All of your engagement has been to present and explain an essentially already finalised design, whether on this forum, or at the various "consultation" sessions held locally. That has been welcome but it hasn't been done in such a way that people's comments could ever have fed back to significant changes to the proposals.

    I live within spitting distance of the site but the first I heard of anything was via a conversation with my neighbours who were on the LJAG email list. A "consultation" session was to take place within, as far as I remember, a couple of weeks. Very short notice, and it would have been quite possible for me never to have heard about it. In addition the venue was hidden away round a corner with very little signage. We were presented with what was basically the scheme that went into planning just a couple of weeks later. You did a good job of explaining it and answering questions about it, but there was no possibility that any comments made at that session could have led to anything other than minor changes before the scheme was submitted.

    The "consultations" for the second scheme were much better publicised and more extensive. However, once again, there was little chance that the scheme would be altered significantly as a result of any feedback you recieved. It was more an opportunity for Perrit Lang to persuade locals of the merits of the design.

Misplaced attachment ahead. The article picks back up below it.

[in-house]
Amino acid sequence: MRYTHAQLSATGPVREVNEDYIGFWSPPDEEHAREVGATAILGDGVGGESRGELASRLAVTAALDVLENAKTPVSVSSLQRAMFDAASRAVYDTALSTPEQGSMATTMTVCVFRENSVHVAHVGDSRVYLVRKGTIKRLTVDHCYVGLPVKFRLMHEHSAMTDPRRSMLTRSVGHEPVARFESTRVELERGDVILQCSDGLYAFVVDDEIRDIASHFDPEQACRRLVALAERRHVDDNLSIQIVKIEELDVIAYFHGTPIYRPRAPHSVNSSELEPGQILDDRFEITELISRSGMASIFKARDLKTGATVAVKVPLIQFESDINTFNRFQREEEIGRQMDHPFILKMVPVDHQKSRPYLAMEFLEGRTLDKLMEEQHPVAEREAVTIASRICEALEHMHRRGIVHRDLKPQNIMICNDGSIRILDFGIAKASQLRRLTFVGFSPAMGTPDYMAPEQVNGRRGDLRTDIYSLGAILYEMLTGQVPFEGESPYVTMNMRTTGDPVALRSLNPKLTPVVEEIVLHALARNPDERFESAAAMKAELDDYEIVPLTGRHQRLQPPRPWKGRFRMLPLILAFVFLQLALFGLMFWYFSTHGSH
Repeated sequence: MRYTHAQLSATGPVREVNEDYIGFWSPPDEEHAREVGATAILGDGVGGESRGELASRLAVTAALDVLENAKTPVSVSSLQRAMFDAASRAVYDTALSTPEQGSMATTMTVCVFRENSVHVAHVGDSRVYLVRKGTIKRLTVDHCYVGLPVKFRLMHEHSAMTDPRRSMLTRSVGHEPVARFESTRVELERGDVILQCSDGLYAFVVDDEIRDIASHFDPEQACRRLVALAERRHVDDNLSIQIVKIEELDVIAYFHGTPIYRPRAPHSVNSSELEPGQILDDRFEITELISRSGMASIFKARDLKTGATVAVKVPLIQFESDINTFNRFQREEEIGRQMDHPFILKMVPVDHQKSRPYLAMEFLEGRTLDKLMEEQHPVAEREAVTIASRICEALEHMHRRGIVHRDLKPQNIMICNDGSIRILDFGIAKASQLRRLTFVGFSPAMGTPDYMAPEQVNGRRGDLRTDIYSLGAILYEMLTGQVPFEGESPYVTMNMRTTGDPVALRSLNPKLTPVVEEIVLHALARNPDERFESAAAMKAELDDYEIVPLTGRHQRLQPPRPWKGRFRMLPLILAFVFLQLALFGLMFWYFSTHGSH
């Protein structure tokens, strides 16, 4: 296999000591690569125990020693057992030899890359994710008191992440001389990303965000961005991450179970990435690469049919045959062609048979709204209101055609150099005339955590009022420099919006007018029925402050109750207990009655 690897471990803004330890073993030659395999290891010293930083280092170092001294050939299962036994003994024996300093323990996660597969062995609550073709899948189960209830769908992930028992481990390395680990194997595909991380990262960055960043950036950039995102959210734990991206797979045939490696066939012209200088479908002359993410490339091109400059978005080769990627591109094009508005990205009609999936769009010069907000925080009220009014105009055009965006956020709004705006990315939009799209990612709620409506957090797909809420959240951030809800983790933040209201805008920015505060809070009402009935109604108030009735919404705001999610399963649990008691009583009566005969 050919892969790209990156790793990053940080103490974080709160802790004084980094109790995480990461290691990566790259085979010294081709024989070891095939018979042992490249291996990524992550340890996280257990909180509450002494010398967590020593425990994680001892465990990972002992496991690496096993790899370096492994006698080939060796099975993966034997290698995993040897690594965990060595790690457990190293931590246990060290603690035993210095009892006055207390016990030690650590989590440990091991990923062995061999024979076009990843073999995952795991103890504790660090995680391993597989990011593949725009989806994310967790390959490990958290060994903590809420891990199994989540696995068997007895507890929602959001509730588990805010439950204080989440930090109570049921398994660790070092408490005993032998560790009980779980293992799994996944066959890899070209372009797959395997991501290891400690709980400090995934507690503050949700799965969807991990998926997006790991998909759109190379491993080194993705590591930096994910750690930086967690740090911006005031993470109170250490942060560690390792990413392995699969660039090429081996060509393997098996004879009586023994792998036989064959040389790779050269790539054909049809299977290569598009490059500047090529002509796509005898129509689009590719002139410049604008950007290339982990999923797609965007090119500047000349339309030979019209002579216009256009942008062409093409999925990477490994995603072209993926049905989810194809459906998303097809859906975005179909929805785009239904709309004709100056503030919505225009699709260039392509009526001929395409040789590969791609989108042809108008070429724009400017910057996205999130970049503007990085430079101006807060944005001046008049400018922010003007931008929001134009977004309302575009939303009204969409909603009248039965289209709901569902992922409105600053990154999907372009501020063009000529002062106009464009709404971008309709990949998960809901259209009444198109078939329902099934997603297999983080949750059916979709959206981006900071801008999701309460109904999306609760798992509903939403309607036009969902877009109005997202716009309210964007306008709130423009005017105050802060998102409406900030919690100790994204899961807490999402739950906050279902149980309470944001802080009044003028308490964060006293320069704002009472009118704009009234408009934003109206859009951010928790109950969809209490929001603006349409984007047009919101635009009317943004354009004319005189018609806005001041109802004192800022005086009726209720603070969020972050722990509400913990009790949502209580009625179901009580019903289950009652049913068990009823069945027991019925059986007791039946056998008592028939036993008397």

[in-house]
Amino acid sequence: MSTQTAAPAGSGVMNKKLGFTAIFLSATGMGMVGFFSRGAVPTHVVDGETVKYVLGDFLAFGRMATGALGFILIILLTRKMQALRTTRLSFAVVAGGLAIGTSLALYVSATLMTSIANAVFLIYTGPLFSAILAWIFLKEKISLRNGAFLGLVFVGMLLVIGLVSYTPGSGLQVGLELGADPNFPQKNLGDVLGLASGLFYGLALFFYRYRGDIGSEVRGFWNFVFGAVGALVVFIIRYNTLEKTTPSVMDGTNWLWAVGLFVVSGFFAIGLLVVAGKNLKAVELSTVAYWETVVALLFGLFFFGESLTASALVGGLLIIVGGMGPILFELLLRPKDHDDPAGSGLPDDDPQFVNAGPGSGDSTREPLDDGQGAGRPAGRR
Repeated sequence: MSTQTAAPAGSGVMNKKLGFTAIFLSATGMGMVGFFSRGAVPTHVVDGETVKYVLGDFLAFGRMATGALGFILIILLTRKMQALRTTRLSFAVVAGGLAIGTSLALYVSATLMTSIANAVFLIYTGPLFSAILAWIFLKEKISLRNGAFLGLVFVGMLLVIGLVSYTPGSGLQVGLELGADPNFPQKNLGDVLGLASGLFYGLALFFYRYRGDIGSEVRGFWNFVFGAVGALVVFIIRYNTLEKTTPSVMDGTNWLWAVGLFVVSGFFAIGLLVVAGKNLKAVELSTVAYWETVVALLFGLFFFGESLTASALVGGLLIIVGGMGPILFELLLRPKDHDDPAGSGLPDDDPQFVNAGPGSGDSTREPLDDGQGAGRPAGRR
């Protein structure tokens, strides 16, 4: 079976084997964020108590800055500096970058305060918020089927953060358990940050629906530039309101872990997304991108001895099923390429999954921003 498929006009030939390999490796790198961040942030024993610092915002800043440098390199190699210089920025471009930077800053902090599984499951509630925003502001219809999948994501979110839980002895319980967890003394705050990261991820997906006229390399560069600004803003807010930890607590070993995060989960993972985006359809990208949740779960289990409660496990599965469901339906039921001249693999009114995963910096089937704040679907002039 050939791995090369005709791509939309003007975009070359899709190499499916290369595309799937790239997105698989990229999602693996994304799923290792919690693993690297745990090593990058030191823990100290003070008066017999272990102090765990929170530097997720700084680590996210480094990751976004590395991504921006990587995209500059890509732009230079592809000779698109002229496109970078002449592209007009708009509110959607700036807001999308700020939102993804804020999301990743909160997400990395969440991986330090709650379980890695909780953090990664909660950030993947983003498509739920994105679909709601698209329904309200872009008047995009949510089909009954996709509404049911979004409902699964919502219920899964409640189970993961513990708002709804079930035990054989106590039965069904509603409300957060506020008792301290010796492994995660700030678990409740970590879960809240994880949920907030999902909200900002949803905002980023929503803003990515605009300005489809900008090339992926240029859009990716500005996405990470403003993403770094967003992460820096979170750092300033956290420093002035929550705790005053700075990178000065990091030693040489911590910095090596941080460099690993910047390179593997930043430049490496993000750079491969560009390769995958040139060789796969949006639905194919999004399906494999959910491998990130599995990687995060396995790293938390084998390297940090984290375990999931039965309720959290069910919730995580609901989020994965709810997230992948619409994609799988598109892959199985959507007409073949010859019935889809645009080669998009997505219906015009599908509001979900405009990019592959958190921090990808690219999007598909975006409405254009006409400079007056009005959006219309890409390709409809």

I know there have supposedly been discussions with LJAG earlier in the process but I don't know what points they made to you and how many you took on board or didn't. There doesn't seem to be any record of this available. But given that members of LJAG spoke against the scheme at the committee hearing, I'd say that I can conclude the scheme didn't reflect what they would have liked.

    We could have a discussion about the merits of public consultation, the way it is carried out, how democratic it is, and how useful it is, and I might well agree that its influence in the design process should be limited. But here you are claiming that something happened, when it simply didn't.

    This development would/will have a big impact on the place where I live, but I haven't felt that there's any way that I could influence what gets built other than making comments on the planning applications after they've gone in.

    And I do genuinely appreciate that you have taken part in this thread but nonetheless I do feel that there have been several instances where we have been presented with misleading information.